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Over the last few years, Resonance Records has built a mighty catalog of previously unreleased live recordings from the great jazz pianist Bill Evans. Morning Glory and Inner Spirit, while recorded six years apart and showcasing two different iterations of his famous trio, come tied together stronger than most: both were recorded in Buenos Aires, Argentina during times of political upheaval.
Recorded at the Teatro Gran Rex in 1973, Morning Glory features Evans with bassist Eddie Gomez and drummer Marty Morell – his longest standing bandmates. While from the standpoint of the setlist the show seems like a typical set, with Evans’ usual blend of originals and standards, the concert is anything but ordinary. Made at a time of violent political turbulence due to the arrival of formerly exiled Argentinian president Juan Perón, the performance delivers a special charge, balancing out the tension in the air with accessible melodies, intriguing harmonies, expert improvisation and steady swing. One of Evans’ greatest innovations was his conception of the piano trio as a band of equals, not a rhythm section supporting the star, which means more interplay and spotlights on his bandmates. Gomez in particular rises to the occasion, offering up some stunning solos on “Re: Person I Knew” and “My Romance,” while Evans maintains his usual standards of pulling exceptional lyricism out of his lead breaks. Like the best jazz ensembles, the trio moves with one mind and singular purpose through masterful takes on Evans originals “Waltz For Debby,” “The Two Lonely People” and “T.T.T. (Twelve Tone Tune)” and favorite standards like the Jerome Kern*-*Leo Robin chestnut “Up With the Lark” and the Ned Washington*-*Victor Young titan “My Foolish Heart.” Evans also presents a jazzed-up take on Latin American composer Armando Manzanero’s romantic bolero “Esta tarde vi llover.” To say the crowd goes wild during the show – in particular after “Waltz For Debby” – is an understatement.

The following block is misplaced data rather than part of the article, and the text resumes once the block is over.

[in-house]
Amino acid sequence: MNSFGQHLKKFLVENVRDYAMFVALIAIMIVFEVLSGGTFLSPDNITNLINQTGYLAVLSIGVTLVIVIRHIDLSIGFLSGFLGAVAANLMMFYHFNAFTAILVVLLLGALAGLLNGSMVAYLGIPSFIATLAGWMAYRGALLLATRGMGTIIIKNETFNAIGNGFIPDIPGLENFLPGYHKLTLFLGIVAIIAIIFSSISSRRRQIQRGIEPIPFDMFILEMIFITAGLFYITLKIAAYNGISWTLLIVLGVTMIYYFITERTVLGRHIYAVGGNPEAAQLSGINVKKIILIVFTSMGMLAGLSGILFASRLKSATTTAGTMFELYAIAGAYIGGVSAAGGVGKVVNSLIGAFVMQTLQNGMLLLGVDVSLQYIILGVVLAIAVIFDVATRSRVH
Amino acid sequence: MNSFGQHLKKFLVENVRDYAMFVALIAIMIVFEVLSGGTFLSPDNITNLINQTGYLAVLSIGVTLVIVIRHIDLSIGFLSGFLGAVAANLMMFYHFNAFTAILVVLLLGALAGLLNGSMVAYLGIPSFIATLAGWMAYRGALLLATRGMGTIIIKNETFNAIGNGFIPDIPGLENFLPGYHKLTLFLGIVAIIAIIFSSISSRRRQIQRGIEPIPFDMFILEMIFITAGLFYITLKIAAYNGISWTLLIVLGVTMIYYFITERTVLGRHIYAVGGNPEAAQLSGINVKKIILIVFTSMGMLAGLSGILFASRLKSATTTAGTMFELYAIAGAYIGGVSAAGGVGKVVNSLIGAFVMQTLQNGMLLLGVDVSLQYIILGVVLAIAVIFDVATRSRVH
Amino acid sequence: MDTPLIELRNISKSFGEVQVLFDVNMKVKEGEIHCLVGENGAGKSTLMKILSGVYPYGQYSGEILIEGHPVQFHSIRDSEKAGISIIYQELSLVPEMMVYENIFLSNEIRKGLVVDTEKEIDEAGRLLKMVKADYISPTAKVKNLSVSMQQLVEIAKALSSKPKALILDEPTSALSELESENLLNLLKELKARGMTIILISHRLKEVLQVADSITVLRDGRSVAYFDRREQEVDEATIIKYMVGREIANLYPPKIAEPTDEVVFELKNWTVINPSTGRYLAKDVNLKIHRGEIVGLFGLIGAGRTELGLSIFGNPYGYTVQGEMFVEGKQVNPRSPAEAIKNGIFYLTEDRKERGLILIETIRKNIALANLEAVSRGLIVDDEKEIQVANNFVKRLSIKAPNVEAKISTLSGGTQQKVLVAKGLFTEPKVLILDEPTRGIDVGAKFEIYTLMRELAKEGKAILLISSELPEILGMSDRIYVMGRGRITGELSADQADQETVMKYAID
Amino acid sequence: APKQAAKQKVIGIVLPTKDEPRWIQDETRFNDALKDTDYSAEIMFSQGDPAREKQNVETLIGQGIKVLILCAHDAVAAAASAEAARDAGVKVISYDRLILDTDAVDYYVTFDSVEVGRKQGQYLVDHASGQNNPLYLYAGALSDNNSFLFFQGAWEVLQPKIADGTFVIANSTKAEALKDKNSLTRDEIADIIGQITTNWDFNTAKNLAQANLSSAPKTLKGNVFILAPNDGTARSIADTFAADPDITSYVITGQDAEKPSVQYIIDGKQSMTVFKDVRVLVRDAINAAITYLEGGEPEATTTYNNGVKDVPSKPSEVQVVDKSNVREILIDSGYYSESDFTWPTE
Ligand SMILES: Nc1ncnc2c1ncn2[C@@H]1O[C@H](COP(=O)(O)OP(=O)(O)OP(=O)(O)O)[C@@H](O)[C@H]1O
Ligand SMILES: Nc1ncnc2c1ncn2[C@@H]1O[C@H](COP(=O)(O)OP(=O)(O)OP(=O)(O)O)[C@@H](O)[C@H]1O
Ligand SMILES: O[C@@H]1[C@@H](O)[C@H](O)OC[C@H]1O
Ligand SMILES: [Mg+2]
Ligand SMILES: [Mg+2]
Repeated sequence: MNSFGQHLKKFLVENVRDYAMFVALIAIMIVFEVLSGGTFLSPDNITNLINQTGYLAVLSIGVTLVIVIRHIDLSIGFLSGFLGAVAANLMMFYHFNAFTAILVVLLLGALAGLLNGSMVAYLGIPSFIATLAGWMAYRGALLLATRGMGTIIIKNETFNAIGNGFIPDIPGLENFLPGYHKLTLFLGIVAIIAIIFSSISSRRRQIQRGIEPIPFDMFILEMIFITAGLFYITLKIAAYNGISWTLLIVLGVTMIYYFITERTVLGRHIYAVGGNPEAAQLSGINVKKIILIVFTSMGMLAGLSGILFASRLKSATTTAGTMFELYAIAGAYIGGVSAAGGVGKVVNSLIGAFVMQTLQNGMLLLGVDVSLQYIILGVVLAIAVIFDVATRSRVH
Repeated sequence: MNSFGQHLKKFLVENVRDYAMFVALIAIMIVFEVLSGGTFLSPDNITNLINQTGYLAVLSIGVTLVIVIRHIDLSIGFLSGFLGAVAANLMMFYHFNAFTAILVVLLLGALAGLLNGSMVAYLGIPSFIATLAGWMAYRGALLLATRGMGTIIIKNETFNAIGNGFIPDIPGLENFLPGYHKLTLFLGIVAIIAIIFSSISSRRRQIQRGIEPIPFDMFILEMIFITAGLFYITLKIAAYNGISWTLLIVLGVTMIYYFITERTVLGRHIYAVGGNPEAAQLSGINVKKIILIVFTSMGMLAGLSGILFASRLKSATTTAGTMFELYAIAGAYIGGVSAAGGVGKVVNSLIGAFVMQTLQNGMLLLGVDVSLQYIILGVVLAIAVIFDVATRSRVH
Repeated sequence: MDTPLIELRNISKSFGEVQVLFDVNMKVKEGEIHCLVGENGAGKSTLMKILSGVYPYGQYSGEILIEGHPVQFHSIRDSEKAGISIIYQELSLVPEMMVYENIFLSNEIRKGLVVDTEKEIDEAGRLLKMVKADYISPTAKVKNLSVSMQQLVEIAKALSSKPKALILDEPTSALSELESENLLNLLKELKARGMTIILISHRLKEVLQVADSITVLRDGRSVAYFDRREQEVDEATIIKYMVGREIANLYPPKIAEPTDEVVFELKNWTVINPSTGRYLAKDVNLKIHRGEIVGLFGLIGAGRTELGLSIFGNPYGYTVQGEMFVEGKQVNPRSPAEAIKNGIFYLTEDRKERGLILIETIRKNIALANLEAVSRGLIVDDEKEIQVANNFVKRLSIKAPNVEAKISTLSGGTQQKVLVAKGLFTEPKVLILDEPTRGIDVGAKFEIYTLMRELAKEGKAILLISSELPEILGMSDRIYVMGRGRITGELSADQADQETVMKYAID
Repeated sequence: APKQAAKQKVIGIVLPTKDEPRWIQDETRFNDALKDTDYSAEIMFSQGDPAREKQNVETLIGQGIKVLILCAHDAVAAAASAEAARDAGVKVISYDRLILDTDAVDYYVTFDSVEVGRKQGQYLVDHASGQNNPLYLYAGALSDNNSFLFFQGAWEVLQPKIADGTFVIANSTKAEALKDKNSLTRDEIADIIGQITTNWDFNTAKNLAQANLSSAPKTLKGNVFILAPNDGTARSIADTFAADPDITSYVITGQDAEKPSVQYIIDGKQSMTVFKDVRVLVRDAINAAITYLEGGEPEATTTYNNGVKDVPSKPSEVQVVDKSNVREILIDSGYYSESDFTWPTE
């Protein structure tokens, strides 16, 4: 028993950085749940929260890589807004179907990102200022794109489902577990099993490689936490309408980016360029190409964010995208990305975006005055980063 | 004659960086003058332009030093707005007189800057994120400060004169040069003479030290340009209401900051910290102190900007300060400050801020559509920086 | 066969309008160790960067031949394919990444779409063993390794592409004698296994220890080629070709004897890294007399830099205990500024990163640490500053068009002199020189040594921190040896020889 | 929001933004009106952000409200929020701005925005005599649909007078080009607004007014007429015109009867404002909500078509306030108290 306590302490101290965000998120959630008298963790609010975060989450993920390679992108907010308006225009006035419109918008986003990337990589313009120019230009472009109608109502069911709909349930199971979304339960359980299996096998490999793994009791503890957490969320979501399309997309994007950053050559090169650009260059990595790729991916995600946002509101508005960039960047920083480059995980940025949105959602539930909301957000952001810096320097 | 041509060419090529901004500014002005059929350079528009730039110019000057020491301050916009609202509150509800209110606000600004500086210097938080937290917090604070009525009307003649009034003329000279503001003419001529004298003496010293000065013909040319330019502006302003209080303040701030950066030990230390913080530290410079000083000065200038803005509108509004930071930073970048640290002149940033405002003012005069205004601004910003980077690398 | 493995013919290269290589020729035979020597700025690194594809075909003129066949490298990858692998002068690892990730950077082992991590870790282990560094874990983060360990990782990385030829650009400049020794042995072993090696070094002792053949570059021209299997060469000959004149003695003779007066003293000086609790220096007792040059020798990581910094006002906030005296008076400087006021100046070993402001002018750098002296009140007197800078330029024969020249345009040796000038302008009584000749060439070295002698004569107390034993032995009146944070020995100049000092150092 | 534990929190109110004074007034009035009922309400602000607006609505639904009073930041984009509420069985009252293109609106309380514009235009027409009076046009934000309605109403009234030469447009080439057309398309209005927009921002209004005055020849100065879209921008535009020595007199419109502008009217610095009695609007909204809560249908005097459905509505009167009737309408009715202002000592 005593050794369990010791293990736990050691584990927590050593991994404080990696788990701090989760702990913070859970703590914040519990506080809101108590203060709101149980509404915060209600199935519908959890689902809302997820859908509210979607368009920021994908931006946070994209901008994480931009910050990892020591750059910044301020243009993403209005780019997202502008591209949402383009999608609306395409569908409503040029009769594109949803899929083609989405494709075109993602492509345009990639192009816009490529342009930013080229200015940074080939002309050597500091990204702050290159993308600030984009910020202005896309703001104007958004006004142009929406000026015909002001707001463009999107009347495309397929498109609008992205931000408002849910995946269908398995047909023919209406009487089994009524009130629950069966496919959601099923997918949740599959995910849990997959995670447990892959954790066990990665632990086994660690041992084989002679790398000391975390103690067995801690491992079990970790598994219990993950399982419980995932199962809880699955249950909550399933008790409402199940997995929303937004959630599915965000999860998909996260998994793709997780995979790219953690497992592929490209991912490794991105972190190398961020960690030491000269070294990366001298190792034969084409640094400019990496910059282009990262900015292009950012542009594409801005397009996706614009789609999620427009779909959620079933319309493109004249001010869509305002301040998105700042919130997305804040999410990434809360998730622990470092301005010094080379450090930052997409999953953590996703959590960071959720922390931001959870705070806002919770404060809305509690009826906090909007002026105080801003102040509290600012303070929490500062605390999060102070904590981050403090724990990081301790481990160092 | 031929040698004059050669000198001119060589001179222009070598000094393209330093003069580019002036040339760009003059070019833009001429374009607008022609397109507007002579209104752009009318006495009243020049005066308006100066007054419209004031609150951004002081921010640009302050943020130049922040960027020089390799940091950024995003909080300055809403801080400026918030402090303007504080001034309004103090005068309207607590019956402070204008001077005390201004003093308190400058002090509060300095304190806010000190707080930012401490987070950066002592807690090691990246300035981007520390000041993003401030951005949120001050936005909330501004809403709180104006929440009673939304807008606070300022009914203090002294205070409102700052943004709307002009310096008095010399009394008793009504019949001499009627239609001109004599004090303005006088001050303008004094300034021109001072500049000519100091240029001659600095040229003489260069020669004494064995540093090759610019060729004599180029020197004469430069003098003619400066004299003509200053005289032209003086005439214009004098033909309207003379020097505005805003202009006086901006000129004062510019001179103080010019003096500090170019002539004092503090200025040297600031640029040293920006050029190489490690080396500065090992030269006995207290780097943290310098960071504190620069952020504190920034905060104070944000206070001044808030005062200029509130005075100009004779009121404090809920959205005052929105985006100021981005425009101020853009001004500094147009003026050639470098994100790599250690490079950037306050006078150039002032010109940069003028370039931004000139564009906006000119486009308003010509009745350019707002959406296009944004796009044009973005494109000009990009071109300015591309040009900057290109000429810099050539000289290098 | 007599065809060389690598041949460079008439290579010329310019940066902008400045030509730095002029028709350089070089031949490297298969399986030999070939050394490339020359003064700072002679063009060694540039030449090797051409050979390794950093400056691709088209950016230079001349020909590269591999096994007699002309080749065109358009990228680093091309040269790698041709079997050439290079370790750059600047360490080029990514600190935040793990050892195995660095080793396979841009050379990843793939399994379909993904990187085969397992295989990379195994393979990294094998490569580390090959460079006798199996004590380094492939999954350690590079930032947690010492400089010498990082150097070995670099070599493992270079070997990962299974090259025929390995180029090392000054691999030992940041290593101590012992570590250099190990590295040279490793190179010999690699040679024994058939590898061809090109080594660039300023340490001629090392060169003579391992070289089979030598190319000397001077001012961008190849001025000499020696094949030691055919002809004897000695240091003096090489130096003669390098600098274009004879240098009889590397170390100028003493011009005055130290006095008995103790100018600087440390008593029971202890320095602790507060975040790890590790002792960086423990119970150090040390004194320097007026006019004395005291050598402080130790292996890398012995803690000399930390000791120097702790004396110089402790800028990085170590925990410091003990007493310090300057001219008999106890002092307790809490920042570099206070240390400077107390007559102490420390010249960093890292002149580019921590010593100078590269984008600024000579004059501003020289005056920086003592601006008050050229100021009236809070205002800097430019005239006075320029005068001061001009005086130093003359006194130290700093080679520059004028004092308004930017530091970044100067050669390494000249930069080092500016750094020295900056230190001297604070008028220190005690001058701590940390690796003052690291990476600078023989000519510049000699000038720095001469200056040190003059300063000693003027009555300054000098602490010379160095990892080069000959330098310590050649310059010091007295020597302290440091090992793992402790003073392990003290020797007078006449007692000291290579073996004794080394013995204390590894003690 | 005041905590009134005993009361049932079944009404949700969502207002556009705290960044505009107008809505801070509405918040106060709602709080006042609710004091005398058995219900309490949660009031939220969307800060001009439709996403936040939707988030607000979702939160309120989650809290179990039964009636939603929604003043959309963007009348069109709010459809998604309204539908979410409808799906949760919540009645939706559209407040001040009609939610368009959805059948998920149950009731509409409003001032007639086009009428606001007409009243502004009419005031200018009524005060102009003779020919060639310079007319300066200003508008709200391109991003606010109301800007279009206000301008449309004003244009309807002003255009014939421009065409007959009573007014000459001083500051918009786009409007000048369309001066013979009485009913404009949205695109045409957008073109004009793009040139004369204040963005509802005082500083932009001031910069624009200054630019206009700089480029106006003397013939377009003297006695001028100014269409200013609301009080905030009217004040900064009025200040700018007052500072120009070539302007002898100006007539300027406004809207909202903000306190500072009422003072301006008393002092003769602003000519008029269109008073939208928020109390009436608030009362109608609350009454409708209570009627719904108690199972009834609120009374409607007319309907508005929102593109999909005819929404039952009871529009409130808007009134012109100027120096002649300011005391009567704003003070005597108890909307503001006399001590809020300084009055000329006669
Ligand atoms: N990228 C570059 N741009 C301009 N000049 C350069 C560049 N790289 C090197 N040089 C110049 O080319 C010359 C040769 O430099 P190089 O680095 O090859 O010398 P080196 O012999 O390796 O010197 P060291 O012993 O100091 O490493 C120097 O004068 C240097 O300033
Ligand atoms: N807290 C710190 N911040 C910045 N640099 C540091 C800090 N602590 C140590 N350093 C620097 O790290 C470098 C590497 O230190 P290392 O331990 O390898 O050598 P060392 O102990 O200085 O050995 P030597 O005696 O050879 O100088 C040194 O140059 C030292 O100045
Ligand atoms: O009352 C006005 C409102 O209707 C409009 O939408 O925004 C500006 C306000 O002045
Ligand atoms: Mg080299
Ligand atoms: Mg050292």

Recorded in 1979 at the Teatro General San Martin, Inner Light showcases Evans’ final trio with bassist Marc Johnson (whose distinctive tone gives the arrangements an extra sparkle) and drummer Joe Labarbera. Argentina’s circumstances had changed since Evans’ previous appearance in the country, with the military coup in 1976 increasing tensions, violence and officially sanctioned murder of dissidents. Into this dark cloud stepped the Evans trio, with a setlist that contained only two tunes in common with the 1973 appearance – “Up With the Lark” and a fairly spectacular “My Romance.” The program contains a couple of songs associated with the Me Decade, Paul Simon’s “I Do It For Love” (turned into a particularly fleet-fingered ballad) and the inexplicably popular “Theme From M.A.S.H.,” but otherwise sticks to Evans’ usual style of mixing jazz standards with originals. Of the latter, the lovely ballad “Letter to Evan” – a tribute to Evans’ brother – and the marvelous “Turn Out the Stars” shine brightest, while it’s continually remarkable how the ingenious Evans continually finds new aspects of such well-known songs as “Someday My Prince Will Come,” “Stella By Starlight” and “I Loves You, Porgy,” the latter given an amazing solo take. Also, Evans once again pays tribute to his Latin American hosts with a version of Brazilian composer Francis Hime’s “Minha.” The trio ends the show and album with a magnificent, nearly seventeen minute take on Miles Davis’ “Nardis,” long an Evans staple.
Presented in Resonance’s usual sterling packages, with extensively researched booklets in each, both Morning Glory and Inner Spirit are musts for any Bill Evans fan.
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